• A GPS will really be helpful.  A lot of car rental companies charge a pretty penny, although sometimes you can get a discount (e.g. Hertz with AAA membership yields half off).  Smartphones can also solve the trick, but if you lack the necessary data coverage abroad to get detailed maps, you may be stuck with a paper map and/or gas station directions.
  • Redeeming points for car rentals isn’t always a great deal—and most car rental points are hard to come by, except from earning through previous car rentals—but when it comes to renting larger vehicles (especially minivans), you can get some exceptional value when using points for rentals.  So my recommendation is to save rental points for minivan rental needs—they’ll go a lot farther and you won’t be stuck with $1000+ rental charges.
  • When looking for the best prices on car rentals using dollars rather than points, a great place to start is AutoSlash.  They’ve got a trove of coupons.  Also, most car rental reservations can be canceled without a penalty up until the day you are scheduled to pick up the vehicle.  If you enter an existing reservation into AutoSlash with pricing, they will watch for better deals for the same dates, location, and car type.  If they find one, they’ll let you know and give you the opportunity to rebook through them at the lower price (without a fee).  Pretty handy!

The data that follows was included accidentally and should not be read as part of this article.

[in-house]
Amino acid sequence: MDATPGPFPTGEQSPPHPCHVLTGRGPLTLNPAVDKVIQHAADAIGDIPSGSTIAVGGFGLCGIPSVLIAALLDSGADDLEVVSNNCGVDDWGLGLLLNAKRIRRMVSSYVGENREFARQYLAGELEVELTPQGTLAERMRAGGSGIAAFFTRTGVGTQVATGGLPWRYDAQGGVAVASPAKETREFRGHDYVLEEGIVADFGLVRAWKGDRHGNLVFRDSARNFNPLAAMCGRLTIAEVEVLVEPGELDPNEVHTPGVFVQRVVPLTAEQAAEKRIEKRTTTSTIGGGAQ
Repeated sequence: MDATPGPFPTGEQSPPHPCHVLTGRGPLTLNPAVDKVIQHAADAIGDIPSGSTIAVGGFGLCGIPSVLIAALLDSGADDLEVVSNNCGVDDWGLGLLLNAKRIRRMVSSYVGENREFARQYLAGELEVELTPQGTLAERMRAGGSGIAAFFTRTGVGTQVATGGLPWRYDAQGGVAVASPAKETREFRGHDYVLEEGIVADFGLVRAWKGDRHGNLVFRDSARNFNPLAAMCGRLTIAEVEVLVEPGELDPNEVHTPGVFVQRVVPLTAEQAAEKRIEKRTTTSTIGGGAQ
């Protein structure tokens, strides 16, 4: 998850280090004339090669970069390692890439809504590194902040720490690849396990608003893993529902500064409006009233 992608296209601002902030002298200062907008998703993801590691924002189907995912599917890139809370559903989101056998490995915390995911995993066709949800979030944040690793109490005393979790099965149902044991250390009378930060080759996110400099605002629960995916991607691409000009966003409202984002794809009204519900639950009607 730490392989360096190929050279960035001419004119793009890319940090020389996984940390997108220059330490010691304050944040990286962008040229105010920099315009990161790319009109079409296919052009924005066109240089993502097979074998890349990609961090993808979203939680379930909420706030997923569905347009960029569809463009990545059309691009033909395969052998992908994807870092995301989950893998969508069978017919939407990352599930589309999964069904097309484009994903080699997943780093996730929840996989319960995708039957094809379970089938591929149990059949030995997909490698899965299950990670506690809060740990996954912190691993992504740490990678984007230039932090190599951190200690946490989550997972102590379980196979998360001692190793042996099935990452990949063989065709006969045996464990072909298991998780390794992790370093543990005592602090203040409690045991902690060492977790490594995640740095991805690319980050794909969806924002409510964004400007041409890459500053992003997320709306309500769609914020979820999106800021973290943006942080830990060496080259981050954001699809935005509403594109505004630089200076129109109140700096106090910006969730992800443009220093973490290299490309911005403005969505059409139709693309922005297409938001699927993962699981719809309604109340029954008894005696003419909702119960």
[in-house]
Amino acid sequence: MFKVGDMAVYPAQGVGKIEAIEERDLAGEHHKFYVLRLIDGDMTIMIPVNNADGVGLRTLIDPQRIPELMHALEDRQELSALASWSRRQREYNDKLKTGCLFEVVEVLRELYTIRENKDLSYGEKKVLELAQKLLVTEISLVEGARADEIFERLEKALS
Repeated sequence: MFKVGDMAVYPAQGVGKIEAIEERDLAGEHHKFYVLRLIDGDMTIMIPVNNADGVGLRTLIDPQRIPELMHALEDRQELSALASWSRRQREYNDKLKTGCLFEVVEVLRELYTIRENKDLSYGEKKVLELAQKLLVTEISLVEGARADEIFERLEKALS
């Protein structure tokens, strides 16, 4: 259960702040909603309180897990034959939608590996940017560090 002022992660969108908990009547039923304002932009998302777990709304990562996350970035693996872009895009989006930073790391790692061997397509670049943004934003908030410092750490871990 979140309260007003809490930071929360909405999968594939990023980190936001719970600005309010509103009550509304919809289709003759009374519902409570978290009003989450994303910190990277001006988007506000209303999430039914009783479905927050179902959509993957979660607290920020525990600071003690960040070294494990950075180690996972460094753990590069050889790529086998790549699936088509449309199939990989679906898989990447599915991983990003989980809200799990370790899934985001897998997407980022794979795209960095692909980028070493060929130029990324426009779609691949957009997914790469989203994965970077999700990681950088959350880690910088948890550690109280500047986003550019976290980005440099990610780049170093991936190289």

• Two other websites that are said to have great rates are the Chase Ultimate Rewards shopping portal and Costco’s Travel website.   That said, I generally find the same rates across most of the online portals, so a coupon deal with AutoSlash might be your best option.
  • Beware of car rental companies you’ve never heard of (often these will be listed as “off-airport”), or ones that you know are the cheap players.  While it can be tempting, and sometimes you might get truly lucky and save several hundred dollars (which, I admit, I’d go for), the customer experience can be pretty awful, and when your kids are exhausted and you just want to get to the hotel or vacation rental, an extra hour at the car rental place can put you over the top.  I’ve yet to have a bad experience with Hertz (as a Gold Plus member, which I believe is still free if you sign up), so if it comes down to less than about a 10% difference between Hertz and others, I will always spend the extra on Hertz.
4 replies

Trackbacks & Pingbacks

  1. […] Gaulle, the roundabout intersection of 12 avenues (or 6, depending on how you count them)—truly a driving adventure, and not for the faint of […]

  2. […] and second for a visit to the beaches of Normandy.  I wrote a few tips regarding car rentals here, including a bit near the bottom about the perils of using a lesser known car rental company.  I […]

  3. […] to Switzerland last weekend.  After two and a half weeks of walking and public transportation, having our own car was heavenly.  We felt so independent and in control!  It was awesome.  We were searching for […]

Leave a Reply

Want to join the discussion?
Feel free to contribute!

Leave a Reply

Your email address will not be published. Required fields are marked *